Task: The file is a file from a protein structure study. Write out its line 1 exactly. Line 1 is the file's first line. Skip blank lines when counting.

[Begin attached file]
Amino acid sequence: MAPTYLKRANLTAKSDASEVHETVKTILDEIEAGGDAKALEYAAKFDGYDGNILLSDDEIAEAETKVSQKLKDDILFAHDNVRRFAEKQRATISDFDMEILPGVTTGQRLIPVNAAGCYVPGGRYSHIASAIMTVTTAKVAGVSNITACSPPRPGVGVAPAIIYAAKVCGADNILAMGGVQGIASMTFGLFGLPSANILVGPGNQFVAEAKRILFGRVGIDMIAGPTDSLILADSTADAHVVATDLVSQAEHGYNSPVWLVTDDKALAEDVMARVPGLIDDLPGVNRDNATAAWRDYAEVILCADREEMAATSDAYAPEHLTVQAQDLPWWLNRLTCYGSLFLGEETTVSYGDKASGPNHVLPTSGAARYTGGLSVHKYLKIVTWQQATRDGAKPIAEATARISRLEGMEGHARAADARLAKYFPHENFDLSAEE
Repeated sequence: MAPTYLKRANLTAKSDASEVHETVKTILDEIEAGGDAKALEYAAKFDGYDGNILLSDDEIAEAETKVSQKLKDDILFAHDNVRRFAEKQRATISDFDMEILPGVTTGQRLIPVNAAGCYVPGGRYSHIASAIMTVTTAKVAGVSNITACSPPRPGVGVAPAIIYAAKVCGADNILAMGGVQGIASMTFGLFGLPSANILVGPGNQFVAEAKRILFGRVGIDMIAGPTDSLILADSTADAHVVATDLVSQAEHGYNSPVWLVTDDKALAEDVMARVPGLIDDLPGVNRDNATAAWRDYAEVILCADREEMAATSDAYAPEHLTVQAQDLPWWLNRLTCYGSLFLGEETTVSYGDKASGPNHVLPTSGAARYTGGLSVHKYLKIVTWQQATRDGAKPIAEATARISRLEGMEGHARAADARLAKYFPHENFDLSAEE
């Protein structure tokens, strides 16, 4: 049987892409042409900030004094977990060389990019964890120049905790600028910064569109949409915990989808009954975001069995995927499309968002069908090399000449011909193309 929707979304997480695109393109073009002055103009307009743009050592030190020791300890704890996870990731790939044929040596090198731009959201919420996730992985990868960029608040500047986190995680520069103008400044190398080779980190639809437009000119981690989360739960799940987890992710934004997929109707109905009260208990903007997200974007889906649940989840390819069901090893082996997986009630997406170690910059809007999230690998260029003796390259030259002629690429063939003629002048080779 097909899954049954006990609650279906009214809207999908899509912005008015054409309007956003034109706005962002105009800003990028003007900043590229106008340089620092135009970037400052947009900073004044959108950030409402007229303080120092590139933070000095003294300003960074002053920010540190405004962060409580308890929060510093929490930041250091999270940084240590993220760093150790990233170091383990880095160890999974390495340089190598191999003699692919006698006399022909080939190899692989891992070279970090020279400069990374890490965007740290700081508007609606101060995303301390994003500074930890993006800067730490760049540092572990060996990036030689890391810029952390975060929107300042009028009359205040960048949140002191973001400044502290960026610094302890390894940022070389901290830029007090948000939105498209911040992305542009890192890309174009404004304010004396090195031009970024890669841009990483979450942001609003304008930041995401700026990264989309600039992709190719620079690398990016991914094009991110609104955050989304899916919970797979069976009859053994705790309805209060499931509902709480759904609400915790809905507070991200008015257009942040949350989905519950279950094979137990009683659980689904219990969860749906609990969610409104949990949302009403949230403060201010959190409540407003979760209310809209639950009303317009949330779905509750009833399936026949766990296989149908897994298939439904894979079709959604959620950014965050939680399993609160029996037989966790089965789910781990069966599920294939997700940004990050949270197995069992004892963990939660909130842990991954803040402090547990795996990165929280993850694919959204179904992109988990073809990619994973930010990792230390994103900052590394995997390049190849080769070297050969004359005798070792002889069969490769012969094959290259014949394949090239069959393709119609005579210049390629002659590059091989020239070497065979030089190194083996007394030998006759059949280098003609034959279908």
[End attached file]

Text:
Amino acid sequence: MAPTYLKRANLTAKSDASEVHETVKTILDEIEAGGDAKALEYAAKFDGYDGNILLSDDEIAEAETKVSQKLKDDILFAHDNVRRFAEKQRATISDFDMEILPGVTTGQRLIPVNAAGCYVPGGRYSHIASAIMTVTTAKVAGVSNITACSPPRPGVGVAPAIIYAAKVCGADNILAMGGVQGIASMTFGLFGLPSANILVGPGNQFVAEAKRILFGRVGIDMIAGPTDSLILADSTADAHVVATDLVSQAEHGYNSPVWLVTDDKALAEDVMARVPGLIDDLPGVNRDNATAAWRDYAEVILCADREEMAATSDAYAPEHLTVQAQDLPWWLNRLTCYGSLFLGEETTVSYGDKASGPNHVLPTSGAARYTGGLSVHKYLKIVTWQQATRDGAKPIAEATARISRLEGMEGHARAADARLAKYFPHENFDLSAEE